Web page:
Hurricane Michael has been wreaking havoc for the past few days in the Southeast, hitting the coast of the Florida Panhandle as a Category 4 hurricane with winds of up to 155 mph. It has already destroyed thousands of homes and communities in Florida, Georgia, South Carolina, North Carolina and Virginia, leaving an estimated $8 billion in damages and a death toll of at least 11.
The monster storm, the most intense tropical cyclone to strike the United States since Andrew back in 1992, is not over yet, and is now menacing residents in Pennsylvania, New York, Delaware, New Jersey, and Rhode Island. But it is time to start rebuilding for communities already affected.
When Can I Go Back Home?
If you were advised to evacuate, wait for official instructions before heading back home. We understand the urge to assess the damage that could’ve been caused to your property, but your safety should always come first. Florida Governor, Rick Scott has urged Florida residents to “stay inside and take the necessary precautions, even after the winds have died down.”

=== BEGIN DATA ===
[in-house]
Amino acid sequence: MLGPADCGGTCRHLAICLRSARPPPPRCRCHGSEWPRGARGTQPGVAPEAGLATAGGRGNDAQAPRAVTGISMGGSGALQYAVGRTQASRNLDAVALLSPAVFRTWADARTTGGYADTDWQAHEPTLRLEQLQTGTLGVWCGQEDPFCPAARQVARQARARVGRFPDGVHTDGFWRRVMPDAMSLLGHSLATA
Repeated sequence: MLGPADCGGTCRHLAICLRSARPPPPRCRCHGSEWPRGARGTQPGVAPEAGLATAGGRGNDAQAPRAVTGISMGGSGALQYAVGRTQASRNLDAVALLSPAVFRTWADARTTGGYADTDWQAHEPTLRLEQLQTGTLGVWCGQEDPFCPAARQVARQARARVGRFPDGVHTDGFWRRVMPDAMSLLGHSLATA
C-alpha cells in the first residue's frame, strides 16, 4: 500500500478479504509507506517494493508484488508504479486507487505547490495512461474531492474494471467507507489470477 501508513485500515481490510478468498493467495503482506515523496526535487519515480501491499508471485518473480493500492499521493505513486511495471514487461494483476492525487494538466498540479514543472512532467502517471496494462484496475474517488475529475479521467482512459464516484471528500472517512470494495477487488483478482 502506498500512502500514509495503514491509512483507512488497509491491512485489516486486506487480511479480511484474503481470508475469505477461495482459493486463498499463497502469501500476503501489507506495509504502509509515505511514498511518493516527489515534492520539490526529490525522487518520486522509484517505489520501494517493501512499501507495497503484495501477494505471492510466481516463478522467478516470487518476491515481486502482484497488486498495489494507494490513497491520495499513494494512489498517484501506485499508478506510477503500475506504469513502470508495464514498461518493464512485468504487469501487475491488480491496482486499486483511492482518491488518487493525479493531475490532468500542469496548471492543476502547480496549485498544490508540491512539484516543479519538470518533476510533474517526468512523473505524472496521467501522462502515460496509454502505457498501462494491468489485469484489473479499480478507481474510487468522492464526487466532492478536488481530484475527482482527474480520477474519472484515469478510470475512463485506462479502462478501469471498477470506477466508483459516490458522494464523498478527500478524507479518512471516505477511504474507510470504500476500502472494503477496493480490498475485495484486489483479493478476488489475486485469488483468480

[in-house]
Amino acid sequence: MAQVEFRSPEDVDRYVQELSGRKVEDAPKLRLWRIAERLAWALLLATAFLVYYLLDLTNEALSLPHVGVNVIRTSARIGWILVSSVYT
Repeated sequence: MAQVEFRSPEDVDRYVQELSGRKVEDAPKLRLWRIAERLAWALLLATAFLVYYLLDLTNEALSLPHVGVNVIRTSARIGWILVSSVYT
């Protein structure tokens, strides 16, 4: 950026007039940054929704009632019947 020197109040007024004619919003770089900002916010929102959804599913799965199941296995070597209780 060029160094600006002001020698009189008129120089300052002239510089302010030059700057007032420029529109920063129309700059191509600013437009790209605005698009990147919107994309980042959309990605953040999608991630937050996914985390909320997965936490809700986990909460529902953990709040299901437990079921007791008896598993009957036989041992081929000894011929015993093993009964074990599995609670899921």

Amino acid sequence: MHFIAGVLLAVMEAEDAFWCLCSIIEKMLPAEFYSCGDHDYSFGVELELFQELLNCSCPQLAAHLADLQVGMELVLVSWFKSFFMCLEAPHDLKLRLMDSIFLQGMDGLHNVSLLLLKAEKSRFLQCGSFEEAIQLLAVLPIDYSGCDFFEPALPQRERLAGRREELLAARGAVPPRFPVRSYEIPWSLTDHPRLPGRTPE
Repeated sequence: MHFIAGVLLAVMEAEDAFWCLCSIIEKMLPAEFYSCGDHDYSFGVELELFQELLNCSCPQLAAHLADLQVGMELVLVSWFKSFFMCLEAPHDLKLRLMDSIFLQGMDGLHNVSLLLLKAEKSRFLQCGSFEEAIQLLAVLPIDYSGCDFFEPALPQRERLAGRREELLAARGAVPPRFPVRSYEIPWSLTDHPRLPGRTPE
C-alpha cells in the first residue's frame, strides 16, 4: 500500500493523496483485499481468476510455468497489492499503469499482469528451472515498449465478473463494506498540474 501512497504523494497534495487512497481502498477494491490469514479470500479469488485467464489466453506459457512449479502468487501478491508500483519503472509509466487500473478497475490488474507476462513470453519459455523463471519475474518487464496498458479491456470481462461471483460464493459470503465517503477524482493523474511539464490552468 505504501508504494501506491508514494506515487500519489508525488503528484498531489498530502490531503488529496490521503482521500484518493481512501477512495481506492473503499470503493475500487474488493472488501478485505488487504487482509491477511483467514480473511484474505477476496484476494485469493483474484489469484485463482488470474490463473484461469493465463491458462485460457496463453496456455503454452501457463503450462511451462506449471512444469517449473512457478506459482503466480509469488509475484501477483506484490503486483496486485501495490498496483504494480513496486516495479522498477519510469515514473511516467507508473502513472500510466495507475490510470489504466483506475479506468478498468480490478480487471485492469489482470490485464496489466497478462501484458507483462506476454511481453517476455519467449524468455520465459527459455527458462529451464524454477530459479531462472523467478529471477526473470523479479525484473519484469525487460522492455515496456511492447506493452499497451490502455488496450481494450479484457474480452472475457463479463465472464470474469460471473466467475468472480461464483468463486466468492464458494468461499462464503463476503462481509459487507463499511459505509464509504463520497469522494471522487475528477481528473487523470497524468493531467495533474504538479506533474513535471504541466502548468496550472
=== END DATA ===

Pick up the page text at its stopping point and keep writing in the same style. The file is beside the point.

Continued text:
As the National Hurricane Survival Initiative reminds residents of affected areas on its website, “wind and and water damage and the lack of potable water, sanitary facilities and electricity can make returning home inadvisable.”
While you might not be able to return home immediately after the hurricane, or even for a long time, it is important that, as soon as you’re allowed by authorities, you go back to evaluate the damages, particularly the water damage. The longer you wait to get a restoration company out to assess your property, the worse the damage and the associated costs could be.
Take a look at our helpful infographic below, it will give you tips on things to watch out for as you make your way back to your hurricane-damaged property.